An aerial view of painting the short-field practice runway on the ski strip at Fairbanks International Airport. Photo courtesy of the Fairbanks General Aviation Association.
An aerial view of painting the short-field practice runway on the ski strip at Fairbanks International Airport. Photo courtesy of the Fairbanks General Aviation Association.

A place to practice

In 2010, an informal group of FAA, State of Alaska Department of Transportation (DOT), and industry representatives collaborated on creating a place to practice landing and takeoff skills. Based on the experience the FAA and DOT had with runway construction projects, they realized that one could spray paint on a gravel surface as a temporary marking—and it would last for a while, depending on use. This technique is commonly used in Alaska when runways are reduced to half-width operations during construction projects, providing the pilots with “positive visual guidance” on where to land, as opposed to the classic “X” on the runway that tells them where not to land. Based on this experience, a proposed design was drawn and evaluated by FAA technical staff, leading to a proposed design for a short-field practice runway.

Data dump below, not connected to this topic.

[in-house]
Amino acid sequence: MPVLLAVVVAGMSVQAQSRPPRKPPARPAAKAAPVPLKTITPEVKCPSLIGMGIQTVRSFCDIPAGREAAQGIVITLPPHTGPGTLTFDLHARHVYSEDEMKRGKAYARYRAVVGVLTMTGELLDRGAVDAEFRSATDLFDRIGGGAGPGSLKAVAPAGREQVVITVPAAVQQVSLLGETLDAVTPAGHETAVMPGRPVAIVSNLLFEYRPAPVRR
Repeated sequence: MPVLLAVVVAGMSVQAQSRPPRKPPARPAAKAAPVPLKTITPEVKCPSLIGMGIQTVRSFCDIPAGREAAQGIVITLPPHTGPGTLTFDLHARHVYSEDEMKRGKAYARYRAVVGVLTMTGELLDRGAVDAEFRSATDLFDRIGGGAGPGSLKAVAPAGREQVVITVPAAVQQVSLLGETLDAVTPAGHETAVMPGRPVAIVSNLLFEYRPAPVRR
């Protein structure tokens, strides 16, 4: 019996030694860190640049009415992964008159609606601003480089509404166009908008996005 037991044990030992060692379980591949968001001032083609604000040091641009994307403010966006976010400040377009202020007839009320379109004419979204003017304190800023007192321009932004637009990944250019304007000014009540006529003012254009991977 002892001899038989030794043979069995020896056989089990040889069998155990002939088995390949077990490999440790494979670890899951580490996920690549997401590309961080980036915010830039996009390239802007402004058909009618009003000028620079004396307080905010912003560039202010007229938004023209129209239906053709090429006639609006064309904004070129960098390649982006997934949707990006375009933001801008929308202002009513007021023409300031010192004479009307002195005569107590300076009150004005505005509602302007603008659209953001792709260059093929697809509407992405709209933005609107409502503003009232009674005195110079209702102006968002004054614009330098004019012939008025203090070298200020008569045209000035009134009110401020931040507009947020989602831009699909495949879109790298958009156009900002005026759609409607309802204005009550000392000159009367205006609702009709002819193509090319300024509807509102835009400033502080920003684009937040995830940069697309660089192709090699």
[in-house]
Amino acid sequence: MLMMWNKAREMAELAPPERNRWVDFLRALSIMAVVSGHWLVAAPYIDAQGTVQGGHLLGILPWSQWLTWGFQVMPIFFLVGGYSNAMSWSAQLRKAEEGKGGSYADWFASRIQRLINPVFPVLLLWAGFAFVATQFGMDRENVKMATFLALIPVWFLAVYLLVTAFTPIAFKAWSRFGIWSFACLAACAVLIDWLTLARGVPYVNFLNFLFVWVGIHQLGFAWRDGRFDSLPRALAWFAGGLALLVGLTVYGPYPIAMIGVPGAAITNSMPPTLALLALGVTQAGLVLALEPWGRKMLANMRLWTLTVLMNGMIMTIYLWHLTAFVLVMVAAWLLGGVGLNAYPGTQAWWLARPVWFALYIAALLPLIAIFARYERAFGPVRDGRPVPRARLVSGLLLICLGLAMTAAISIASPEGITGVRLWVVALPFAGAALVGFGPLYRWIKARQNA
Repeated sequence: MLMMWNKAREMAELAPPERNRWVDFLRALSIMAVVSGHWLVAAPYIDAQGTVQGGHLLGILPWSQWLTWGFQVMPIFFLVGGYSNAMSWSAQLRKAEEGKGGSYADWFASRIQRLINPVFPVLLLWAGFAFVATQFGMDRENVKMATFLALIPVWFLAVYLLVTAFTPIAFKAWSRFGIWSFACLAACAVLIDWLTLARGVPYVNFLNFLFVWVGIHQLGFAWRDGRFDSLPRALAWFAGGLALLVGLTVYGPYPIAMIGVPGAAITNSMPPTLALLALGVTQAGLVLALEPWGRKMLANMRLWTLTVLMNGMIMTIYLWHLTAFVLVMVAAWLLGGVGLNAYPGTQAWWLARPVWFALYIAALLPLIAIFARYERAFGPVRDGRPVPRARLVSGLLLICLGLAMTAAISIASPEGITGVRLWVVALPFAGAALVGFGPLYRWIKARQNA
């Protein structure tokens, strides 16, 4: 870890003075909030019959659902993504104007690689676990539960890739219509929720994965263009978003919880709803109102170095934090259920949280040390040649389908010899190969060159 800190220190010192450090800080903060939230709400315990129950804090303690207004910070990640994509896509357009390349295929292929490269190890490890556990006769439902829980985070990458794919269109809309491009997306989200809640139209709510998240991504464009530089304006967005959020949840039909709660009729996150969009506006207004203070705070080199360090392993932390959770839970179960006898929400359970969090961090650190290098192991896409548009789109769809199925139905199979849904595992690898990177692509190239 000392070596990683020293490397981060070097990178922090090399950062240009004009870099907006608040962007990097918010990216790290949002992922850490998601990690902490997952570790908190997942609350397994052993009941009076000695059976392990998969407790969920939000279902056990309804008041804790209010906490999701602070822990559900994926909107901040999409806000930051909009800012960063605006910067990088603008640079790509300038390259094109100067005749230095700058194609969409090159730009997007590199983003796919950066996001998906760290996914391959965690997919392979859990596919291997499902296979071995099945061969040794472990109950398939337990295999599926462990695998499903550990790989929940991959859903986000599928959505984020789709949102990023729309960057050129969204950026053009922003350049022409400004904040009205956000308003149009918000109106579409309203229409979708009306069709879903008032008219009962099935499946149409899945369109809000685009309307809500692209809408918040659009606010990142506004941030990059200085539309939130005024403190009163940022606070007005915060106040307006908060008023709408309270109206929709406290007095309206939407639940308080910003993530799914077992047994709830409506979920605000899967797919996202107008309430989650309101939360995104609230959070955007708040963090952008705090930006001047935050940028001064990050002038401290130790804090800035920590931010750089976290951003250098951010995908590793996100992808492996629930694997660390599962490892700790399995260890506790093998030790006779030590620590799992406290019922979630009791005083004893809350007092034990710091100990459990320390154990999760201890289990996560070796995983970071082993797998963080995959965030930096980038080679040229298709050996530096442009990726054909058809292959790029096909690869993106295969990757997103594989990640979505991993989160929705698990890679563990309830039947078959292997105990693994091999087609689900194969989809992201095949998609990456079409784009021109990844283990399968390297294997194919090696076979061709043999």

The following summer, two runways were marked. The first was the gravel ski strip at Warren "Bud" Woods Palmer Municipal Airport, followed by the ski strip at Fairbanks International Airport. The successful result was an area marked with several two-by-four-foot rectangles of white paint, defining a “practice runway” 25 feet wide and 600 feet long. These patterns were painted on both ends of the runway, offset from the threshold. This provided pilots with a place where they could tell if they had touched down in time and were stopped before the last marker disappeared behind them, and if they managed to stay within the 25-foot width of the landing zone.

While this doesn’t help one evaluate the surface condition or approaches to a true bush strip, it is a good way to sharpen your skills and hone precise control of your aircraft—in an environment where if you are off by a little bit the only thing that should get damaged is your ego.